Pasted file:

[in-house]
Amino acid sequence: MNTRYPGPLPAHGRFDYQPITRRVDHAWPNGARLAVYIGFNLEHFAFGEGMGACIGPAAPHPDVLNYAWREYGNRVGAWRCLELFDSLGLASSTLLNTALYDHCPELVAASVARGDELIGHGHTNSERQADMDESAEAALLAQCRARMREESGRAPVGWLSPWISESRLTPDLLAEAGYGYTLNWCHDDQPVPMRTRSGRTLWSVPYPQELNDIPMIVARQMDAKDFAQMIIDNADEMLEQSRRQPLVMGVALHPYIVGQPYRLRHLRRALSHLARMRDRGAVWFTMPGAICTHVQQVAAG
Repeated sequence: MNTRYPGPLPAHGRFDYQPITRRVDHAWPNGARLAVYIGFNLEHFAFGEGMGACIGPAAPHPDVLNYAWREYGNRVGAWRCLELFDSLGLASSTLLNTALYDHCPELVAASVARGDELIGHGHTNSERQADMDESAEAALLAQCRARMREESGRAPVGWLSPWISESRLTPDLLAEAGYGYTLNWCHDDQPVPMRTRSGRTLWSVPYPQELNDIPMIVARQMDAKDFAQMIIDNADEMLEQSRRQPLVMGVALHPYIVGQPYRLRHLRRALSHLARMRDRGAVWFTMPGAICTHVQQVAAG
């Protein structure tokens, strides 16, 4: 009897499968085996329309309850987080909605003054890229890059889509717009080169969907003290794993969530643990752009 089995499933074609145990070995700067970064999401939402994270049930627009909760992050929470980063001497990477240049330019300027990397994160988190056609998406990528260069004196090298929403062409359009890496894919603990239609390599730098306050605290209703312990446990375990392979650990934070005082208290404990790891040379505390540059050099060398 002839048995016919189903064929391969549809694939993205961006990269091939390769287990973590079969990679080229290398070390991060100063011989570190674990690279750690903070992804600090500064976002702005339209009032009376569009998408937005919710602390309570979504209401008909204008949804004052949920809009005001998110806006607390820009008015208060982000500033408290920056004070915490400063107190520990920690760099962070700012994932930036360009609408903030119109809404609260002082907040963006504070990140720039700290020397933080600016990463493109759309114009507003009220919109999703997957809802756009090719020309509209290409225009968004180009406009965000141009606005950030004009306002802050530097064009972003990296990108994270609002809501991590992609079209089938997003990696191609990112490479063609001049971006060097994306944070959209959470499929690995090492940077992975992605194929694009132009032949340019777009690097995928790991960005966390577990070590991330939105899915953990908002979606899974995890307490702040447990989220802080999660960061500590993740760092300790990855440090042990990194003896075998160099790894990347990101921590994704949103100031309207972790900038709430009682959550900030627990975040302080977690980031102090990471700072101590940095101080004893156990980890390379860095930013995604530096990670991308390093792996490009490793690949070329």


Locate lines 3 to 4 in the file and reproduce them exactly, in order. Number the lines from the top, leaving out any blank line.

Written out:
Repeated sequence: MNTRYPGPLPAHGRFDYQPITRRVDHAWPNGARLAVYIGFNLEHFAFGEGMGACIGPAAPHPDVLNYAWREYGNRVGAWRCLELFDSLGLASSTLLNTALYDHCPELVAASVARGDELIGHGHTNSERQADMDESAEAALLAQCRARMREESGRAPVGWLSPWISESRLTPDLLAEAGYGYTLNWCHDDQPVPMRTRSGRTLWSVPYPQELNDIPMIVARQMDAKDFAQMIIDNADEMLEQSRRQPLVMGVALHPYIVGQPYRLRHLRRALSHLARMRDRGAVWFTMPGAICTHVQQVAAG
């Protein structure tokens, strides 16, 4: 009897499968085996329309309850987080909605003054890229890059889509717009080169969907003290794993969530643990752009 089995499933074609145990070995700067970064999401939402994270049930627009909760992050929470980063001497990477240049330019300027990397994160988190056609998406990528260069004196090298929403062409359009890496894919603990239609390599730098306050605290209703312990446990375990392979650990934070005082208290404990790891040379505390540059050099060398 002839048995016919189903064929391969549809694939993205961006990269091939390769287990973590079969990679080229290398070390991060100063011989570190674990690279750690903070992804600090500064976002702005339209009032009376569009998408937005919710602390309570979504209401008909204008949804004052949920809009005001998110806006607390820009008015208060982000500033408290920056004070915490400063107190520990920690760099962070700012994932930036360009609408903030119109809404609260002082907040963006504070990140720039700290020397933080600016990463493109759309114009507003009220919109999703997957809802756009090719020309509209290409225009968004180009406009965000141009606005950030004009306002802050530097064009972003990296990108994270609002809501991590992609079209089938997003990696191609990112490479063609001049971006060097994306944070959209959470499929690995090492940077992975992605194929694009132009032949340019777009690097995928790991960005966390577990070590991330939105899915953990908002979606899974995890307490702040447990989220802080999660960061500590993740760092300790990855440090042990990194003896075998160099790894990347990101921590994704949103100031309207972790900038709430009682959550900030627990975040302080977690980031102090990471700072101590940095101080004893156990980890390379860095930013995604530096990670991308390093792996490009490793690949070329």